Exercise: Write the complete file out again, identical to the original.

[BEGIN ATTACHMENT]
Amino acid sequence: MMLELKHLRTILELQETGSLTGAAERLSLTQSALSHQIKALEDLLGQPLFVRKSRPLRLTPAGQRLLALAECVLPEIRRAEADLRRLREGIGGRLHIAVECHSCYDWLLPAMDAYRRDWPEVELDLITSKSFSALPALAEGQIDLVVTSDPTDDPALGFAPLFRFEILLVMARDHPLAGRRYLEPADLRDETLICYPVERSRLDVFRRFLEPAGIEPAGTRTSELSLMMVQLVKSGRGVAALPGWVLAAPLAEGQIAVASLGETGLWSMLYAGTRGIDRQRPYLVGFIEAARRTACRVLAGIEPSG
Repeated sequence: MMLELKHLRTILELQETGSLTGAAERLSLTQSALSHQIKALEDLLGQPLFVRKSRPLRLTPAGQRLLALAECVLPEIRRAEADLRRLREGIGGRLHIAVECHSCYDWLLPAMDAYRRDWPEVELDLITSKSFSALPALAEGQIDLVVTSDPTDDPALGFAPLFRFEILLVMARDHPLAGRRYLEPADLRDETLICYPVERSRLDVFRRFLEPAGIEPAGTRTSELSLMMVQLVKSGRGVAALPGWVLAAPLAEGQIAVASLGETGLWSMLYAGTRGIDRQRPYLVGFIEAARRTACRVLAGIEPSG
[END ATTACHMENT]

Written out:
Amino acid sequence: MMLELKHLRTILELQETGSLTGAAERLSLTQSALSHQIKALEDLLGQPLFVRKSRPLRLTPAGQRLLALAECVLPEIRRAEADLRRLREGIGGRLHIAVECHSCYDWLLPAMDAYRRDWPEVELDLITSKSFSALPALAEGQIDLVVTSDPTDDPALGFAPLFRFEILLVMARDHPLAGRRYLEPADLRDETLICYPVERSRLDVFRRFLEPAGIEPAGTRTSELSLMMVQLVKSGRGVAALPGWVLAAPLAEGQIAVASLGETGLWSMLYAGTRGIDRQRPYLVGFIEAARRTACRVLAGIEPSG
Repeated sequence: MMLELKHLRTILELQETGSLTGAAERLSLTQSALSHQIKALEDLLGQPLFVRKSRPLRLTPAGQRLLALAECVLPEIRRAEADLRRLREGIGGRLHIAVECHSCYDWLLPAMDAYRRDWPEVELDLITSKSFSALPALAEGQIDLVVTSDPTDDPALGFAPLFRFEILLVMARDHPLAGRRYLEPADLRDETLICYPVERSRLDVFRRFLEPAGIEPAGTRTSELSLMMVQLVKSGRGVAALPGWVLAAPLAEGQIAVASLGETGLWSMLYAGTRGIDRQRPYLVGFIEAARRTACRVLAGIEPSG